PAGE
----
Now, PowerPoint has defaults and I’m sure you’ve become familiar with the various color themes and defaults.  However, to create the most streamlined presentation using fonts designs and colors you choose, you can save loads of time by creating a slide master.

So what is a slide master?  Depending on which version you have, you can usually click on view and select View then Slide Master.  This will take you to a setup section of your presentation where you can choose how you want your presentation to look.

Generally, you would start with the top slide which then dictates the balance of your slides.  Normally, you have somewhat of an idea of what your presentation will look like and the general layout of the slide.  For instance, I can’t stand Times New Roman font, so the first thing I do is change the font to something more appealing, such as Calibri or Verdana.

For most of the presentations I am currently working on, I have a section with bullet points and an image of the product on each slide.  On some slides, I will have two sections of bullet points and images.  So in the slide master view, I set up these slides how I want the final presentation to appear so when I am creating those slides, all I have to do is right click on a new slide and select the pre-made layout I have created for that design.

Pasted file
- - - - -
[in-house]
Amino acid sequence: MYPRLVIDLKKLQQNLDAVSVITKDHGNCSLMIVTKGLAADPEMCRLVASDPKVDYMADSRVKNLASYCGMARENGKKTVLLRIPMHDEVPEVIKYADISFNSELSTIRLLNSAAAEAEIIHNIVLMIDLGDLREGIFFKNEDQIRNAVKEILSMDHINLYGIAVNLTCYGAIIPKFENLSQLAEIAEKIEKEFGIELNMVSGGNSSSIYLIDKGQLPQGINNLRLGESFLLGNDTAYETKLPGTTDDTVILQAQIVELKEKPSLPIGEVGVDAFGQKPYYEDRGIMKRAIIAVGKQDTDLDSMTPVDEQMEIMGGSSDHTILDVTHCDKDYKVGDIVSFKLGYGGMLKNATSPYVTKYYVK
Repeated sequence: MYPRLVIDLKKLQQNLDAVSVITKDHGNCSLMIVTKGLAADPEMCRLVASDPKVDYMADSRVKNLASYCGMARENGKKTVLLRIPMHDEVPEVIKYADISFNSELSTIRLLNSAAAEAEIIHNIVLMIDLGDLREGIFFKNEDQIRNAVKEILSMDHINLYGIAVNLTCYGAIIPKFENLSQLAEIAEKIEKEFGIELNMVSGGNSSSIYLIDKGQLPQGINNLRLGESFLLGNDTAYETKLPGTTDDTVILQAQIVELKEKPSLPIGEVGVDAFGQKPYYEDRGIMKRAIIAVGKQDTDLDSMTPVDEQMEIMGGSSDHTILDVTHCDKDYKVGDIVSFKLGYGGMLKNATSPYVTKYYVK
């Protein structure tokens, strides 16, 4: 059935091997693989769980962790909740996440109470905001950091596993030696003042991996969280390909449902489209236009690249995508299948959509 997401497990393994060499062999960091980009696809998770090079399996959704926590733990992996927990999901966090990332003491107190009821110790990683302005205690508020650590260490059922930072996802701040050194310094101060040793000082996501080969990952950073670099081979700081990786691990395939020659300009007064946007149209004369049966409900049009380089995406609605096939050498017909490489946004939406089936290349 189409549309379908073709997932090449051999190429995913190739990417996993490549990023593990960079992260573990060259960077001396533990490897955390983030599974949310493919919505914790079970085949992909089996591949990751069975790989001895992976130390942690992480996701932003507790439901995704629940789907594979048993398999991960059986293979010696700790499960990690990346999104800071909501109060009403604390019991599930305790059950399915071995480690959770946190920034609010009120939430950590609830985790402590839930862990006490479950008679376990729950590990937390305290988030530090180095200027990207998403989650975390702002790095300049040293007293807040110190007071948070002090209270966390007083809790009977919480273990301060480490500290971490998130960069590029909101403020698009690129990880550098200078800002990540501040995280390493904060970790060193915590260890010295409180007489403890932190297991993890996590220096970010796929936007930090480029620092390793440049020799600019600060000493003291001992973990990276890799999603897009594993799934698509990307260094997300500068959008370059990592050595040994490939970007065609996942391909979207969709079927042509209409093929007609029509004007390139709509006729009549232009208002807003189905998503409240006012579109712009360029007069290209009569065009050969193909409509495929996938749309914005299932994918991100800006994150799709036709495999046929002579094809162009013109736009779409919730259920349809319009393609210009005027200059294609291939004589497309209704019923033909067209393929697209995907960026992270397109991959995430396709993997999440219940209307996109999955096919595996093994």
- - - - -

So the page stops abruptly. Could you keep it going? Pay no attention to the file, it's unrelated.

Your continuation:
In most cases, presentations are created to display to a customer or in a learning environment–either way, you want to impress and leave your audience with a great impression of your product or service.  The best way to accomplish that goal is to keep some simple ideas in mind:

  • Keep it clean and simple – don’t overload on graphics, colors or multiple fonts.  Never use more than three fonts and stick to clean, simple colors that blend well together.
  • Go easy on text – provide summary bullet points that are made to supplement your presentation.  Never read a presentation word for word unless you want to bore your audience.  Give them brief reference points as a summary of the overall message you give verbally.
  • Keep images relevant – nothing says newbie like an overload of clip art.  Make sure all images you use are clean, backgrounds removed, and large enough to see sufficiently.  Remember that cartoons can be insulting to others’ intelligence so be wary whenever using cartoons unless it is relevant.
Using a slide master is the most efficient way to keep a streamlined presentation so you can focus on your content, rather than making sure each slide is laid out correctly.  With minimal planning during initial planning, you can save loads of time in formatting later down the road.

NOTE: If you are sending a presentation to a client, keep in mind that different versions of PowerPoint appear very differently.  The features that make presentations appear so attractive in PP 2007 are not all present in earlier versions, so you could potentially send an otherwise incredible presentation to someone who cannot see the features that make it so attractive.  Take some precautions to preserve your presentation:

  • Confirm the version of PowerPoint your recipient has
  • Opt to create  a PDF version of the presentation to preserve the exact look of it (CutePDF offers an excellent free PDF creating program)
  • Print a hi-res version of your presentation and snail mail it to your client
PowerPoint is an incredibly powerful sales and marketing tool and with simple tips like this, you can easily create incredible presentations.